Just War Theory is The Best Point of View

Topics: NonviolenceWar

In one of her books, St. Teresa of Calcutta wrote, “We do not need guns and bombs to bring peace, we need love and compassion.” And while Mother Teresa was a incredibly holy woman of much wisdom, but I believe that she fails to grasp the value of violence motivated by justice. While pacifism is attractive on the surface, I believe that the just war theory is the best outlook. In his article, “The Church and Nonviolence,” John Dear makes an emphatic argument for pacifism as the superior moral viewpoint for Christians.

He arrives at this conclusion by looking at Scripture. In his view, Christ lived and preached radical nonviolence, and we as Christians should seek to be like Christ in all things.

And part of this view, is completely justified. Christ was radically nonviolent in action. Despite being rejected and rebuked by crowds, he never so much as blinked an eye. When he knew that Judas would betray him, he didn’t prevent him.

He complied with the soldiers in the Garden of Gethsemani, even instructing Peter to put down his sword. He did not put up a fight as he was unjustly tortured and killed. And yet, despite Christ’s inaction and nonviolence, Dear points out that death does not get the last word–Christ is resurrected from the dead. “Resurrection means having nothing to do with death, having not a drop of violence in you” (Dear).

Dr. Schlabach wrote an article advocating for peace and pacifism in a world that embraces the just war theory.

Get quality help now

Proficient in: Nonviolence

4.7 (657)

“ Really polite, and a great writer! Task done as described and better, responded to all my questions promptly too! ”

+84 relevant experts are online
Hire writer

He, like many theologians, question the very existence of any so-called “just war”. And he believes that the Church plays a major role use of just war to advance militarism and ignore the potential of nonviolence. Just war “overlooks and even undermines alternative approaches” (Schlabach). Schlabach argues that when we are so quick to justify our own violence, we fail to exhaust every possible option: diplomacy and peace-building. “We should no longer damn nonviolence with faint praise by recognizing it only as a heroic witness for saints, or as a tactic we recommend to protesters only when we fear their desperation will turn violent and upset our comfortable lives.” Further, Schlabach summarizes Pope Francis’ view on peace: “Francis implies, nonviolence must become normal and natural to us—must become our very ‘style of politics.’ We must recognize its potential and indeed its power not just in private life, but for civil society movements, and in public life and governance itself” (Schlabach).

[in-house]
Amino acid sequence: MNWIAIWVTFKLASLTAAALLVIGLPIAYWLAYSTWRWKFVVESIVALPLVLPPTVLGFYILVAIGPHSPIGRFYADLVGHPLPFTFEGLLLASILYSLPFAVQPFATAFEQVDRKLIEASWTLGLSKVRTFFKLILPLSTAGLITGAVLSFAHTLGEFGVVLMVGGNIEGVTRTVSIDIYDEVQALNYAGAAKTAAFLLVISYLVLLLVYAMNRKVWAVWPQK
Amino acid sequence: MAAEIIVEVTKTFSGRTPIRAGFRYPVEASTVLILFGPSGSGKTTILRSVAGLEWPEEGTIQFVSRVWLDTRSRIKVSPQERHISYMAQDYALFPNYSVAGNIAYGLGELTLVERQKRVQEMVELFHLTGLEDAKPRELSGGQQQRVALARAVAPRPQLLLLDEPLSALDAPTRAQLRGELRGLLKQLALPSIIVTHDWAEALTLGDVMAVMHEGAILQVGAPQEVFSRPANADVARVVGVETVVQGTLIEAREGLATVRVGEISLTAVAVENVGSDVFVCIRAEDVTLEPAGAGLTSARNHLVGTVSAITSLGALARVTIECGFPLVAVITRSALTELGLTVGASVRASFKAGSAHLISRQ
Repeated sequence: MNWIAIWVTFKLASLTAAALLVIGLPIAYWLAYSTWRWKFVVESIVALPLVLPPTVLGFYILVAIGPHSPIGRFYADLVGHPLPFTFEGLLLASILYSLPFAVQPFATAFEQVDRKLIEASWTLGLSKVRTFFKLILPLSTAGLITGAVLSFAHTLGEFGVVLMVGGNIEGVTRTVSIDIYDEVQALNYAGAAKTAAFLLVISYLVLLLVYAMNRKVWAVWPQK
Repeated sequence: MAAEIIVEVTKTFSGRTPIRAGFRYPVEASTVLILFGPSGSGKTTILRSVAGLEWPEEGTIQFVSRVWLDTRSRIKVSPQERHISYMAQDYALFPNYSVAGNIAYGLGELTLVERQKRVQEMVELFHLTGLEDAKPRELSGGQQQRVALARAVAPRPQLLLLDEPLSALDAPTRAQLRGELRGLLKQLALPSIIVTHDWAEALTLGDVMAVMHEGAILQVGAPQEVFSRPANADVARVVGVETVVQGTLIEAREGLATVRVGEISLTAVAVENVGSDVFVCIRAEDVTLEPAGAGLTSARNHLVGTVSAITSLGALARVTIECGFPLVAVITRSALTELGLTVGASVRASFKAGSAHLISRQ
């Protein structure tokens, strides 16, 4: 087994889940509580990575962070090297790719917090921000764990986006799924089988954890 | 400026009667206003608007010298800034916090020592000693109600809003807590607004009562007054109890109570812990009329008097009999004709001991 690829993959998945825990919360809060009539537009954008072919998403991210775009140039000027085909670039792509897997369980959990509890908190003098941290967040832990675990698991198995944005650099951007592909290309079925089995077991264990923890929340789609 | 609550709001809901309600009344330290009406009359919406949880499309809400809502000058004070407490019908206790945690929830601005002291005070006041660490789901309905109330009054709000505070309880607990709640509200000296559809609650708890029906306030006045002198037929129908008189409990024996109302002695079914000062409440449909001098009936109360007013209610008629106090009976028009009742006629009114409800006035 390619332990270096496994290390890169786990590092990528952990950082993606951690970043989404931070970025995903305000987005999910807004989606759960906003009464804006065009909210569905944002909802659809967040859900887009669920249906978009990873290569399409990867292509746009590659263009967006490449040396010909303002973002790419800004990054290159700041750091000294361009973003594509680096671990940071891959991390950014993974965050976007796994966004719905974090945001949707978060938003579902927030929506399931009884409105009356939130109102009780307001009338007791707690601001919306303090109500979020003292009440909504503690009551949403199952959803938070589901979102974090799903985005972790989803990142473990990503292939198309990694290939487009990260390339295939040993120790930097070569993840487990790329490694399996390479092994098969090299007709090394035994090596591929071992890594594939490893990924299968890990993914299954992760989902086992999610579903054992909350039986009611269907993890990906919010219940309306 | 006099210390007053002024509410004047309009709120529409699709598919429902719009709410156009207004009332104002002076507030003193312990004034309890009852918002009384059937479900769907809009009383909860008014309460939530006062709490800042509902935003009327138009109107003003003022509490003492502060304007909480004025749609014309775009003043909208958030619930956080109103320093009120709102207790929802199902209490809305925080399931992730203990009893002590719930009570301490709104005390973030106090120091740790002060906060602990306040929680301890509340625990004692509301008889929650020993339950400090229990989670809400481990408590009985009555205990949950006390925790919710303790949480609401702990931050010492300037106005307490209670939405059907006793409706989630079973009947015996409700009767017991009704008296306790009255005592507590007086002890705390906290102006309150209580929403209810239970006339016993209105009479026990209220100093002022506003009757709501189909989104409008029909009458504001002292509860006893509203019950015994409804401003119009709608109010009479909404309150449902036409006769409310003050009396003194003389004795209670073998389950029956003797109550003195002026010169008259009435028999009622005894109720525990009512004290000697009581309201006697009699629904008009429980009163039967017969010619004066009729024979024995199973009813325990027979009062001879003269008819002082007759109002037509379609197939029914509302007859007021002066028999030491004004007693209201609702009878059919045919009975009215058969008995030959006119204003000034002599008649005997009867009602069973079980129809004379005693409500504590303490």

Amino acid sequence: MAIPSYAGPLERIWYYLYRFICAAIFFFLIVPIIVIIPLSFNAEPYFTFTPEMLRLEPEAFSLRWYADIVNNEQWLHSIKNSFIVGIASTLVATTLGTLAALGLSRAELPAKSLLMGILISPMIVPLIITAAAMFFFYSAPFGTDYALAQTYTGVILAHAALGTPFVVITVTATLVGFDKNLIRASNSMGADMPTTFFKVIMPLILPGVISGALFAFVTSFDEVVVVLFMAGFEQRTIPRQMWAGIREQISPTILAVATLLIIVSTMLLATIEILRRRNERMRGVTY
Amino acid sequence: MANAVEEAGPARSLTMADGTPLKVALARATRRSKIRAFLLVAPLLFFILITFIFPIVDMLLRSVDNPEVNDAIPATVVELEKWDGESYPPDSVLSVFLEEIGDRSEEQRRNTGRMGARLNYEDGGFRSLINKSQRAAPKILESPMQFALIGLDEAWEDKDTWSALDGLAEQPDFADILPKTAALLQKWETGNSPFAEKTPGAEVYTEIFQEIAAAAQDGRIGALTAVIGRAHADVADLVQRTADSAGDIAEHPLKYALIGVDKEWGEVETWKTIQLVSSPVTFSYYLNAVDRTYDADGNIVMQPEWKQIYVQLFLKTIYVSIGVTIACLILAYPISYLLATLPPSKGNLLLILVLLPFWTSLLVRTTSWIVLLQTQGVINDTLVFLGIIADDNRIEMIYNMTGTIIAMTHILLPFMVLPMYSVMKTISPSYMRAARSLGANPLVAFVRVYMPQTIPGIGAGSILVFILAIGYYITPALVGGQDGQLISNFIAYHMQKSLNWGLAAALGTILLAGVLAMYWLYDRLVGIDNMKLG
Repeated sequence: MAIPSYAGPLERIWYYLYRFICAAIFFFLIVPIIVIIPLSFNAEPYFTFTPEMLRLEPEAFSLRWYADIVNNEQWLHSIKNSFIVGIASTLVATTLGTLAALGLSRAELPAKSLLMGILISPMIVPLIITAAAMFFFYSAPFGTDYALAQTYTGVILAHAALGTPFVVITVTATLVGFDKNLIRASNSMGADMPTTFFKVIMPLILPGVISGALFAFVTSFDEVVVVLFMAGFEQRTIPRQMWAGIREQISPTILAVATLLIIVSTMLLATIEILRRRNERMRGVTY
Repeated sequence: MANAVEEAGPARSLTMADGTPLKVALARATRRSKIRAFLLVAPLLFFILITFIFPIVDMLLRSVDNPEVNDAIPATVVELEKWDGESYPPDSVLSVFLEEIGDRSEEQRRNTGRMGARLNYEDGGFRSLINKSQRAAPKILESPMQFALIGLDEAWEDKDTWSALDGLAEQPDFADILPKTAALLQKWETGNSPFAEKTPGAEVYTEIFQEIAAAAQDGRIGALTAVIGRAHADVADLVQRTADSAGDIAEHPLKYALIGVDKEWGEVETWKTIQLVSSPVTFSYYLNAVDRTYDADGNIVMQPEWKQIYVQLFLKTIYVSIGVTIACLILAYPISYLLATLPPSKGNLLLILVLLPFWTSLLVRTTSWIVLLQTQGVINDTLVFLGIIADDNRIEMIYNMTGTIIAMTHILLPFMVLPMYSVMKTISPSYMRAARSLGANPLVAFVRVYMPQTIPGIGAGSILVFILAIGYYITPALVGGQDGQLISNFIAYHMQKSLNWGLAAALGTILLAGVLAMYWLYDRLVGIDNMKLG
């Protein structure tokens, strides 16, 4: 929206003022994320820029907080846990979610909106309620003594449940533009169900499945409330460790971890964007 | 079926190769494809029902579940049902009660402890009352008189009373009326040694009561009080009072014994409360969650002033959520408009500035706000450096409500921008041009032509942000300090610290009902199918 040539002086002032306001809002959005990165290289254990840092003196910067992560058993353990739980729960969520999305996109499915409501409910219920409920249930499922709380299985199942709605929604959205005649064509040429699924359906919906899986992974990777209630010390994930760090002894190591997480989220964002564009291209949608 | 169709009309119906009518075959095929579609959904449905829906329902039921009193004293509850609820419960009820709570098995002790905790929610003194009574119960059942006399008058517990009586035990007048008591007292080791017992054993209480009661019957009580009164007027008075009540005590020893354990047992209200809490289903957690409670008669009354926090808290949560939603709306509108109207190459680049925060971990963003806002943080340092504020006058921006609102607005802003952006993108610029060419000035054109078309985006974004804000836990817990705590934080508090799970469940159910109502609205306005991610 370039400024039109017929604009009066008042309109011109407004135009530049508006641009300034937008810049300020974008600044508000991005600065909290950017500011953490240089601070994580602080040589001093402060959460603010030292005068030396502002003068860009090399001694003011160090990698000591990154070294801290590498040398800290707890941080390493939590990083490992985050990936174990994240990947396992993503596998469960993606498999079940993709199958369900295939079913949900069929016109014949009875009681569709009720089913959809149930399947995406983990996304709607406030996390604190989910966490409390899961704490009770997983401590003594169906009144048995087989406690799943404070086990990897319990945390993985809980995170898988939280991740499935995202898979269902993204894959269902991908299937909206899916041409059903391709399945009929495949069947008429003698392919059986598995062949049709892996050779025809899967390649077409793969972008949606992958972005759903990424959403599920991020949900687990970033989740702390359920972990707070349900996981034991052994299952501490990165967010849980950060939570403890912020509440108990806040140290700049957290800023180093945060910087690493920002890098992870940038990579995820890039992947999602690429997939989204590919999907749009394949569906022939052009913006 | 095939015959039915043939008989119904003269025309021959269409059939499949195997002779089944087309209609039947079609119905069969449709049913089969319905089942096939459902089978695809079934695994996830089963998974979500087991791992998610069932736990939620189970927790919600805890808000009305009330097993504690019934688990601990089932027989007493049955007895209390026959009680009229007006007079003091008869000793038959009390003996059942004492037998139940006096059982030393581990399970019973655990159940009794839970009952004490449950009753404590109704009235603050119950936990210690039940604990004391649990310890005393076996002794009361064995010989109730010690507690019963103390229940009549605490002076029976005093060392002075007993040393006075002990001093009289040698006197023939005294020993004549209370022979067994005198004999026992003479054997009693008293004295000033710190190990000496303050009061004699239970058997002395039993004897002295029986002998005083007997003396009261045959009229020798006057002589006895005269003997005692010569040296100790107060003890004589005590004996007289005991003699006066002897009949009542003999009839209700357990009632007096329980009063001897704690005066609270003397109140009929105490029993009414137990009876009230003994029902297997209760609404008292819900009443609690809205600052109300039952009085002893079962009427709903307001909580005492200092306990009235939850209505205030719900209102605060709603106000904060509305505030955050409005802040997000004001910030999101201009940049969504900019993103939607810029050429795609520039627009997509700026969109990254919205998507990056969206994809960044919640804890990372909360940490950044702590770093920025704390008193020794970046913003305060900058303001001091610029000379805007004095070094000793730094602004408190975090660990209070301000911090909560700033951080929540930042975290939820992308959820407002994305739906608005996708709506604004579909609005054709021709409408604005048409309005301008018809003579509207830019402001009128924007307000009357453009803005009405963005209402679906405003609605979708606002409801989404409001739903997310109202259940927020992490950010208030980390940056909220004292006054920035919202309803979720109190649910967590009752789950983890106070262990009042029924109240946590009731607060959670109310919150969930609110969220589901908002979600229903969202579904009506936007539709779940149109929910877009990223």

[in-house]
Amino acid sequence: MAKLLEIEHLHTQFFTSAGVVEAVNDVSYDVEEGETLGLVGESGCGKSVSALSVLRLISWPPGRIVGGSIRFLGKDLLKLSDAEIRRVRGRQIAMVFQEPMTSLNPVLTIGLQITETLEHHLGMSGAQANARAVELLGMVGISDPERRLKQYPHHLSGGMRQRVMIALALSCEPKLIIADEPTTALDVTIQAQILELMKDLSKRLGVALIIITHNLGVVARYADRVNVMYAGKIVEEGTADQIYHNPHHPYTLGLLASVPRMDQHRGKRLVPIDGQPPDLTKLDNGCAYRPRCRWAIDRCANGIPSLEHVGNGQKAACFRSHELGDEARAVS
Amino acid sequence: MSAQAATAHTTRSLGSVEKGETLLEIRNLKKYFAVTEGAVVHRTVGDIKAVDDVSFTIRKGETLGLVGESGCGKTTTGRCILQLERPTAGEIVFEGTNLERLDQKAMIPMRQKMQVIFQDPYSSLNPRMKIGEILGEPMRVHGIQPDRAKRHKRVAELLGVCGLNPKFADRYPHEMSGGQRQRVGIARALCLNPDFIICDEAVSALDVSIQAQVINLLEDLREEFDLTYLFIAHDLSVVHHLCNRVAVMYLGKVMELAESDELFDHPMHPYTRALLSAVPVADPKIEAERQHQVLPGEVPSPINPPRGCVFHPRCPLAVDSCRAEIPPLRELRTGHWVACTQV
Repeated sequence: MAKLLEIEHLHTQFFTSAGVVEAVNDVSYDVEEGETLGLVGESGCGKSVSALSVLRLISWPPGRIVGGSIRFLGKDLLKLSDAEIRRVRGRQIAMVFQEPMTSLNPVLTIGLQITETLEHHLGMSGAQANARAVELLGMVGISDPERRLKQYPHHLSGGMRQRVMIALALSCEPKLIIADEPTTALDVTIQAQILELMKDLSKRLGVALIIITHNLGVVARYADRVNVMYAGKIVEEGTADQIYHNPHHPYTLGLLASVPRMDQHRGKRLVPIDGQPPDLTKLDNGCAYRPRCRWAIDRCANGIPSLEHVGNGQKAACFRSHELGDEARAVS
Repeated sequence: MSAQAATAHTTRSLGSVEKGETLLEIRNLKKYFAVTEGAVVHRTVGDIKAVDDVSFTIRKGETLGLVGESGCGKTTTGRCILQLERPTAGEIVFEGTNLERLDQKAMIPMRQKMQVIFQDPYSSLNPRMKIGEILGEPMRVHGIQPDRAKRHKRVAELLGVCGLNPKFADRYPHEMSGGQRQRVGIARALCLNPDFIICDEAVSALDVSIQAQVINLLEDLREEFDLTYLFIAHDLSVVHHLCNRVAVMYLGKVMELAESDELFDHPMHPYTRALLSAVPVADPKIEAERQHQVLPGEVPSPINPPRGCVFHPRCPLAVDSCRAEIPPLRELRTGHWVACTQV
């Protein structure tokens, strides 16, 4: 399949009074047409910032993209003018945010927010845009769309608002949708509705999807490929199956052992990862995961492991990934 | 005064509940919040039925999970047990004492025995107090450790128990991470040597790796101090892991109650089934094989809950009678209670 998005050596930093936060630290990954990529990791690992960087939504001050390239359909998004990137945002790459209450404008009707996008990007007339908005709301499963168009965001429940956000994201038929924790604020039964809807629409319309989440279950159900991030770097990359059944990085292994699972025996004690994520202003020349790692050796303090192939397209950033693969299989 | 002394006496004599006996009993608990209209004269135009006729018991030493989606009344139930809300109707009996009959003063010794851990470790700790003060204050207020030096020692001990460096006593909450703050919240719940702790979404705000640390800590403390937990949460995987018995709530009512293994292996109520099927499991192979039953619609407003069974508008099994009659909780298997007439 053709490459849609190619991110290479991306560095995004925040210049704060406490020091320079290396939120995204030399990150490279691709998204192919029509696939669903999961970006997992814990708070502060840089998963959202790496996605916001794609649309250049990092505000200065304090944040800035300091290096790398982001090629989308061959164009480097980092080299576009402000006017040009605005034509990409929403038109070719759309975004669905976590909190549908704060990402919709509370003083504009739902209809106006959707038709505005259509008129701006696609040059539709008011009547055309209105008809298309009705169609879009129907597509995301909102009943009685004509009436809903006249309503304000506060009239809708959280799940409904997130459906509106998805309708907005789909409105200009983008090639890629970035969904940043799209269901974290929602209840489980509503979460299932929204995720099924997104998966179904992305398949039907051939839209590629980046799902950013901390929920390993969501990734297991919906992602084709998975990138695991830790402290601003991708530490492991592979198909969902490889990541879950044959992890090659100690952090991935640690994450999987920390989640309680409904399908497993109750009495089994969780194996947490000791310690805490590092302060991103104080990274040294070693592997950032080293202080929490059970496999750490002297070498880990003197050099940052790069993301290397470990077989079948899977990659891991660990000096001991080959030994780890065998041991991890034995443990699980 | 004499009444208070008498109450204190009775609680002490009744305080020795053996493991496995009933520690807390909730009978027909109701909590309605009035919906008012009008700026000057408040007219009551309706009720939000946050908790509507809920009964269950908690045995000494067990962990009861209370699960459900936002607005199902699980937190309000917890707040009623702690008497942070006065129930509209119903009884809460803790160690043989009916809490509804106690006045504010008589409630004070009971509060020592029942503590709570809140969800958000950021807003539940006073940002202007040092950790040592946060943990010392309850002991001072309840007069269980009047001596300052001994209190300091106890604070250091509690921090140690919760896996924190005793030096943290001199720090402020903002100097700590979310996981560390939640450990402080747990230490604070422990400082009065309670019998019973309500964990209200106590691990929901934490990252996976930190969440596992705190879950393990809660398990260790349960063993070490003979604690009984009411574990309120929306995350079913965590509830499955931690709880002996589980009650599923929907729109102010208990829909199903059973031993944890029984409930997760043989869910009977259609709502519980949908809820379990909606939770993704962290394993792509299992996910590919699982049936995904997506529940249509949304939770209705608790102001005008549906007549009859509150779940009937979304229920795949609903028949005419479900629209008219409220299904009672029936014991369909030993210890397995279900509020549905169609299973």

This pacifism should be creative; it must be built as a new political theory. There are a couple more arguments for pacifism over just war that I think are adequate. I think a worthy argument against the just war theory, for nonviolence, is the responsibility that just war places on those who determine it. Whose responsibility is it to determine whether a cause for violence is just or not? Only God knows true justice. Arguably, our views are ultimately subjective. God is truth. He is the only truth, and all other truth comes from him. Another argument for pacifism that I find competent (and yet unconvincing), is one that I am rather surprised that Dear did not bring up (probably because it is not convincing), is found in Scripture. In the Gospel of Matthew, Jesus says, “You have heard that it was said, ‘An eye for an eye, and a tooth for a tooth.’